A Dog Could Be Your Child’s Immune System’s Best Friend
A new study from the University of Alberta shows that babies who grow up around a pet are healthier than those who do not.
This is not, however, the old story about the unconditional love of pets and the exercise children get by having a pet around. It is more complicated and a lot more amazing than that.
The study, which covers two decades of work by Anita Kozyrskyj, a University of Alberta epidemiologist, looked at fecal samples from infants who took part in the Canadian Healthy Infant Longitudinal Development Study. It concluded, among other things, that babies who are around a pet (70% of which were dogs in the study) have lower rates of asthma.
Kozyrskyj and Hein Min Tun, the co-author of the study and a University of Alberta post-doctoral fellow, took the investigation to yet another level by digging deeper. Kozyrskyj, one of the world’s pre-eminent researchers on gut microbes (micro- organisms that live within the human digestive tract and that have been linked to deeper understandings of cancer and other diseases), wanted to understand what might be different in the gut microbes of babies exposed to a pet when very young. What she, Hein Min Tun and her team of 11 other researchers found was that, for babies exposed to a pet while still in the womb and up to three months after birth, the bacterial types Ruminococcus and Oscillospira show up in significantly higher quantities in those babies’ guts. The first of these is associated with reduced childhood allergies. The second is related to reduced obesity.
Other analyses showed that it is not just the babies who benefit from having a pet around at the right time. For expectant mothers, the data showed that mothers-to-be who are around a pet have a reduced likelihood of transmission of vaginal GBS (also known as Group B Strep) during birth. This type of strep causes pneumonia in newborns and
is most often handled by giving mothers antibiotics during their pregnancy.
How this all works is still unclear. With the common thread being the presence of a pet, one theory is that dirt and bacteria carried on a pet and even in its own gut microbes are somehow being transmitted to the expectant mother and the baby. It could be by sheer proximity or by direct pickup and contact, such as by touch or contamination of the pet.
Details of the study also suggest that two things are going on at the same time. There is first what the scientists refer to as “a healthy microbial exchange” between the microbes in and around the baby and in and around the pet, some of which come from inside the animal and some of which are tracked in from the surroundings. The second involves how the baby’s own immune system responds to those microbes by building up its own antibodies.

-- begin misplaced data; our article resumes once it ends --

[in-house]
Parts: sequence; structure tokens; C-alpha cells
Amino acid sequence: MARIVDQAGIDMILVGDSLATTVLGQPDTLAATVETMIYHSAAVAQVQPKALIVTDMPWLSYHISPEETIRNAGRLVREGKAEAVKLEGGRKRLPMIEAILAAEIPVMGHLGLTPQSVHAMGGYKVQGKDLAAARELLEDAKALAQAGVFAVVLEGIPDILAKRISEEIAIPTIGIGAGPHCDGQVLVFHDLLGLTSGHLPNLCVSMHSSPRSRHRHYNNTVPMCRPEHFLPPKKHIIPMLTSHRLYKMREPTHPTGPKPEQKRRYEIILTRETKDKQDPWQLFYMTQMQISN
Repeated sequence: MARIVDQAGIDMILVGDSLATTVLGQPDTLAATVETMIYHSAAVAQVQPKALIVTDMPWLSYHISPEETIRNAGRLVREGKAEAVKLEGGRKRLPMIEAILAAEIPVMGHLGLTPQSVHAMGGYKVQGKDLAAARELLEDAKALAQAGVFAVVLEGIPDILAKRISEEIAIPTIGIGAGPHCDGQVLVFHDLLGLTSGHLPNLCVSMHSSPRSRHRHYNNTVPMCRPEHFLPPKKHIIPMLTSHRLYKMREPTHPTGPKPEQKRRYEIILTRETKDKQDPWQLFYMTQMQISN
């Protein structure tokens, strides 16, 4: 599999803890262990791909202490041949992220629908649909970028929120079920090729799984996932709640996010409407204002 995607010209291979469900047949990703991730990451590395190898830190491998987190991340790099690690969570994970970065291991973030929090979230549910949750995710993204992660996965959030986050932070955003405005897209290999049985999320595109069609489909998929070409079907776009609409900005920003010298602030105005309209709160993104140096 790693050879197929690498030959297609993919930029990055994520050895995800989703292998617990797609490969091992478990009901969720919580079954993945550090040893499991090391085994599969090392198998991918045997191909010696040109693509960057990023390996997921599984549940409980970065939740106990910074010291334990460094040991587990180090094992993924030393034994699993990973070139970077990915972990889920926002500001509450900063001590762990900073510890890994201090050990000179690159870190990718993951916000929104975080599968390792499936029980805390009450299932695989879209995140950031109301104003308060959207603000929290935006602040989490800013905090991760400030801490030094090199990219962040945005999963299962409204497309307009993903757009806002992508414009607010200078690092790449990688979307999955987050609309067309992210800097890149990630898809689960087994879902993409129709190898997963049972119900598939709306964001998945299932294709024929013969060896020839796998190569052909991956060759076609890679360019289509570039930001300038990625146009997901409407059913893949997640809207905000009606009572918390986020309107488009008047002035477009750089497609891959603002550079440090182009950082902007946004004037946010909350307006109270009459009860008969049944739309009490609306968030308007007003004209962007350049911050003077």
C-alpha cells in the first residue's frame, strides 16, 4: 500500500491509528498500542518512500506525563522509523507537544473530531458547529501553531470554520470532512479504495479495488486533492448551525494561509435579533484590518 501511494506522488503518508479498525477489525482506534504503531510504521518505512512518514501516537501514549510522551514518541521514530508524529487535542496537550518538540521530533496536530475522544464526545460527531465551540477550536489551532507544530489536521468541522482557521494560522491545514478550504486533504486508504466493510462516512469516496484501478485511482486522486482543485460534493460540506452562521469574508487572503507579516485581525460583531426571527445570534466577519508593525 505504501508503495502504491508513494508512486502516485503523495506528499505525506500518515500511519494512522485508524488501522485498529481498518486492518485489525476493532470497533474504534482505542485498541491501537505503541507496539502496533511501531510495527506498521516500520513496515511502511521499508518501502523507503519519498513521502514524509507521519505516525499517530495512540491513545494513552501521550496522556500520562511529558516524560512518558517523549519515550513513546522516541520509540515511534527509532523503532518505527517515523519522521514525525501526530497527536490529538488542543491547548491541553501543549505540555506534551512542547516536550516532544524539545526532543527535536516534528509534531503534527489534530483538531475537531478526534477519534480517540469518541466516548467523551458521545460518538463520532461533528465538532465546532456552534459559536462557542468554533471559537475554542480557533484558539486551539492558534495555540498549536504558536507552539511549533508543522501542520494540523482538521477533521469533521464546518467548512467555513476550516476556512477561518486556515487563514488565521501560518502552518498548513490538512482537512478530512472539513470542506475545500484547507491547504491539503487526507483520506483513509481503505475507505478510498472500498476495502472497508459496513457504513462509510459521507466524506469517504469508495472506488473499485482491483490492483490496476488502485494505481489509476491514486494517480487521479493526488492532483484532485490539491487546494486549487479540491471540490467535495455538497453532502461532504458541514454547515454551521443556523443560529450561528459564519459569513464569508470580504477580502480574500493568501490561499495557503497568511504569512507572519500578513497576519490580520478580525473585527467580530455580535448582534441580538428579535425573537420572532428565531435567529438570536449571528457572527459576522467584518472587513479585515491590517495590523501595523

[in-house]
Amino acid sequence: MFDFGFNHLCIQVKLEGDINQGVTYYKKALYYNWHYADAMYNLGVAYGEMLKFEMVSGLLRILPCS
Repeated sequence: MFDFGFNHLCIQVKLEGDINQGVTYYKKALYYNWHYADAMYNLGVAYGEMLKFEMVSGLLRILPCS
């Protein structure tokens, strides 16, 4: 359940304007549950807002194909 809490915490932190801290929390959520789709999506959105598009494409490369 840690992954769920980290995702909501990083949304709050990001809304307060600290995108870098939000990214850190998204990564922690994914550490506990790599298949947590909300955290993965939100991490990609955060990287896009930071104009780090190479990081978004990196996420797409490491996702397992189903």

When the baby is in the womb, such as in the case of vaginal GBS, both the expectant mother and the fetus benefit from the same exposure at the same time through a likely very similar process. Besides that this appears to lower the risk of Group B Strep at birth, it could also minimize the need for the normal antibiotics administered to the mother prior to childbirth. That is important not just for the mother but also because it appears that giving those antibiotics prior to birth tends to reduce the presence of certain important, “good” gut microbes in the baby-to-be.
The researchers have speculated that some eager pharmaceutical companies are looking to cash in on this research and create the equivalent of a “dog in a pill” or an injection to recreate the same effects. That is unfortunately probably true. And they will likely come up with some fancy trademarks, heavy advertising and other ways to convince doctors to prescribe it to their patients and prospective patients to demand it.
Fortunately for humanity and our pets, that scenario will thankfully never come to pass. Because, besides the unique nature of the environment, the constant microbial exchange between babies and the pets around them and the many unknowns in how the immune system and gut work, somehow “taking a pill” seems a way too sterile approach to what appears to be one more of life’s happy accidents.
And besides that, when was the last time you could teach a pill to fetch, roll over, jump up on your lap or lick your face?